Planning your own cashflow forecast and keeping on top of your numbers will always see you well positioned in business.
Remember Cash is King. The key to having cash is planning your cash ins and outs and keeping on top of your numbers. Especially your true cash position.
As Accountants in Mornington Peninsula and Bayside we know the processes that help businesses thrive. We know the mistakes businesses make with their cash flow management and we also know the behaviours and decisions smart business owners and leaders make to drive positive positions.
Some businesses outsource their complete accounting responsibilities and planning. Others look to self management. Others simply ensure they understand the steps that can be taken to improve their business.
We have worked to create five steps to help you prepare your own cashflow forecast:
1. Make a list of all your cash outflows by month, 12 months in advance.
This does not need to be a tedious process. Once you have set up a system and good habit, this will not only come naturally, but you will not believe you didn’t operate your business with this simple cashflow forecasting step.
2. Don’t forget to account for your tax obligations such as future income tax payments and GST, PAYG, Super.
We see this mistake in both small businesses and larger operations. For some, it is a case of not knowing the detail and putting the work off for a later date. With tax payments and GST, PAYG and Super, that later date always arrives. Sooner than you think. For big businesses, it is a case of not being across the numbers to a fine degree and somewhere along the way, something obvious but simple, has been missed. It happens and our job is to fix it. But as with most professional Chartered Accountants, the recommendation will always be to plan to avoid mistakes and inaccuracies.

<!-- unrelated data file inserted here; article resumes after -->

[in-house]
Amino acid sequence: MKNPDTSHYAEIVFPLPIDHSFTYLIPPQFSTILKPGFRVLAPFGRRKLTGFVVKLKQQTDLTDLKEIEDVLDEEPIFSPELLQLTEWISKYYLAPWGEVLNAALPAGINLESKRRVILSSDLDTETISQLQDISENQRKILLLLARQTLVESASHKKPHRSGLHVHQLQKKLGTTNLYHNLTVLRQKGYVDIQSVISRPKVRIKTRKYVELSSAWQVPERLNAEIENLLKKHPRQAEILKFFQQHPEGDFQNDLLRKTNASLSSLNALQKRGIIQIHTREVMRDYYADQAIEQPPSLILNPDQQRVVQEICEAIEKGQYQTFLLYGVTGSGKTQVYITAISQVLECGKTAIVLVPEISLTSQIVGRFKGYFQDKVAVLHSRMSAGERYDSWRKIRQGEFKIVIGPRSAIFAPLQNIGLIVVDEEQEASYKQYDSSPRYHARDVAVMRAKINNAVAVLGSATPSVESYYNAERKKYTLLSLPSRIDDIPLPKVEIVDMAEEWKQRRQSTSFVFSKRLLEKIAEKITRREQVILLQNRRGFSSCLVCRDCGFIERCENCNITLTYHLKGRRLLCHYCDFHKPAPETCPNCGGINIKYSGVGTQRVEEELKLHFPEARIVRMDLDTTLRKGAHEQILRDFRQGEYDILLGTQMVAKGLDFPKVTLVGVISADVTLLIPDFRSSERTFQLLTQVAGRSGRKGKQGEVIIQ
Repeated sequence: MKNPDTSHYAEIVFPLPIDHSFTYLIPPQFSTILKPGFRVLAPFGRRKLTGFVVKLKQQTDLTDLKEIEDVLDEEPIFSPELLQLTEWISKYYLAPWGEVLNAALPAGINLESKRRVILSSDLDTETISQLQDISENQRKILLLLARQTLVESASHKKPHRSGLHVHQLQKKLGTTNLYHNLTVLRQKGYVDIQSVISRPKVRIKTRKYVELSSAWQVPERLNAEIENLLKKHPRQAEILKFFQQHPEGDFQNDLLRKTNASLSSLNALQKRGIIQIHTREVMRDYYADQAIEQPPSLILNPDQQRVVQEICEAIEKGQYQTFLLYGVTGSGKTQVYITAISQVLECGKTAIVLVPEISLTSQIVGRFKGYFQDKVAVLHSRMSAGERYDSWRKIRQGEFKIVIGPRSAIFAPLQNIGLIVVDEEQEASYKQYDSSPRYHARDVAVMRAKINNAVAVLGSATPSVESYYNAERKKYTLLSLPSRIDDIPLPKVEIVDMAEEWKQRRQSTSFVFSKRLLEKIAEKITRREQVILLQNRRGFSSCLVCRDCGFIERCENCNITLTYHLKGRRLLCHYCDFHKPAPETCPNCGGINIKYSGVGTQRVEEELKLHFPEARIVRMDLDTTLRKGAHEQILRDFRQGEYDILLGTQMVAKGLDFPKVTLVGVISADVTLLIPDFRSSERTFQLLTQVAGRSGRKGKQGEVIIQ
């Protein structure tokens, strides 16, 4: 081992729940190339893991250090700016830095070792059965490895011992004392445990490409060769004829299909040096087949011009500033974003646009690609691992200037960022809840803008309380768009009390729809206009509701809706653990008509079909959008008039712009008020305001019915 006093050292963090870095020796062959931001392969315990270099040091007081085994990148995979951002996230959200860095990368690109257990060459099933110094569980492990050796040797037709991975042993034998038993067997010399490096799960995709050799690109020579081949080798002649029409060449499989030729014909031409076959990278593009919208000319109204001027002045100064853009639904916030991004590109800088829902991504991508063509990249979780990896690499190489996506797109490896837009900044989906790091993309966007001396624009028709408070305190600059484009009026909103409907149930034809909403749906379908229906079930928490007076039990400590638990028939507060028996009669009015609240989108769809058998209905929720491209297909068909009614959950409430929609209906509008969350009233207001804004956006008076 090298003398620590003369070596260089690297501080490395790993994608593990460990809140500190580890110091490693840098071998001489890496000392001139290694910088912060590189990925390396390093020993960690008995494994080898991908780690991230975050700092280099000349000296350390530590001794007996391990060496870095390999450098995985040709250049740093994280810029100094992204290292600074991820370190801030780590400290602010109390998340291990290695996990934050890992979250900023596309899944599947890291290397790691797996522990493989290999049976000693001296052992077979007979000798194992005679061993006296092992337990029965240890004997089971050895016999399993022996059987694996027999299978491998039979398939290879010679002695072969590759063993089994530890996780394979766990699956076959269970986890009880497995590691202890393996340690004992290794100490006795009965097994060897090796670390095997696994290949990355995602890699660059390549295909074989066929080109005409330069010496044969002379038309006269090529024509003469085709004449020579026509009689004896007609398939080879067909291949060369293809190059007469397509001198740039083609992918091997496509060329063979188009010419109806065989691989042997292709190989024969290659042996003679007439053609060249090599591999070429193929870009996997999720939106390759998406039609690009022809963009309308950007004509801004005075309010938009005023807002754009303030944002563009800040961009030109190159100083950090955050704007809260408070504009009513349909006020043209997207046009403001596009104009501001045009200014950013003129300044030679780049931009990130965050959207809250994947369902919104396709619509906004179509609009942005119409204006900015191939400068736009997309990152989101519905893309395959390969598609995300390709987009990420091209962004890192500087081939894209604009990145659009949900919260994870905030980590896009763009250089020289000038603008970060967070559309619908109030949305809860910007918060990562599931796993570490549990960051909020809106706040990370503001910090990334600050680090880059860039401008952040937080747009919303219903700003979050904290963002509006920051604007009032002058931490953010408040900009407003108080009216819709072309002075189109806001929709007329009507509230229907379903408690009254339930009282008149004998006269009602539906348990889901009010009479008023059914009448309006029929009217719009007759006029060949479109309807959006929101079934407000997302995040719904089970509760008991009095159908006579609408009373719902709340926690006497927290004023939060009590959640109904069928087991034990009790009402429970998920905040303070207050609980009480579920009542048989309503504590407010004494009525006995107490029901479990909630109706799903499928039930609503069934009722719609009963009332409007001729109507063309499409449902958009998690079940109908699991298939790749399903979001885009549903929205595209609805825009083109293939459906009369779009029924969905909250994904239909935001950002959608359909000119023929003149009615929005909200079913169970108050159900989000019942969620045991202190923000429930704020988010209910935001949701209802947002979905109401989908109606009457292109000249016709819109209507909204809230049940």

3. Be sure to add in owners’ wages.
This is crucial to the cashflow forecasting process. In some cases, this will highlight the minimum amount the business needs to make in order to break even.
4. Use last years sales figures to form the base for future cash inflows.
Consider changes and what adjustments are needed as well as the time customers take to pay. For a more complex cashflow forecast, this can be volume based and broken down by product unit. Otherwise as a start, use $ from prior year.
5. Give yourself a deadline.
Set a date. Without a deadline, prepare your own cashflow forecast for some may never happen. The cycle of disruption will continue and you are less likely to see the real numbers.
“At a minimum, preparing your own cashflow forecast will give you a snapshot of what is coming in and going out. It will help your business prepare for times of crisis (by storing cash). It also highlights options to pursue business growth opportunities,” Danielle, Chartered Accountant
Cashflow forecasting keeps you informed of your numbers.
It is important to measure your forecast against your actuals to either assist in better planning or to highlight unnecessary cash bleeds.
Contact us for your free cashflow template created by a Chartered Accountant for Bayside and Mornington Peninsula businesses. And if you want to really get involved in cashflow planning by delving deeper into sales targets and KPI’s based on different scenarios etc, give the team at Tier Accounting a call.
Book an appointment today to talk through your cashflow forecasting options.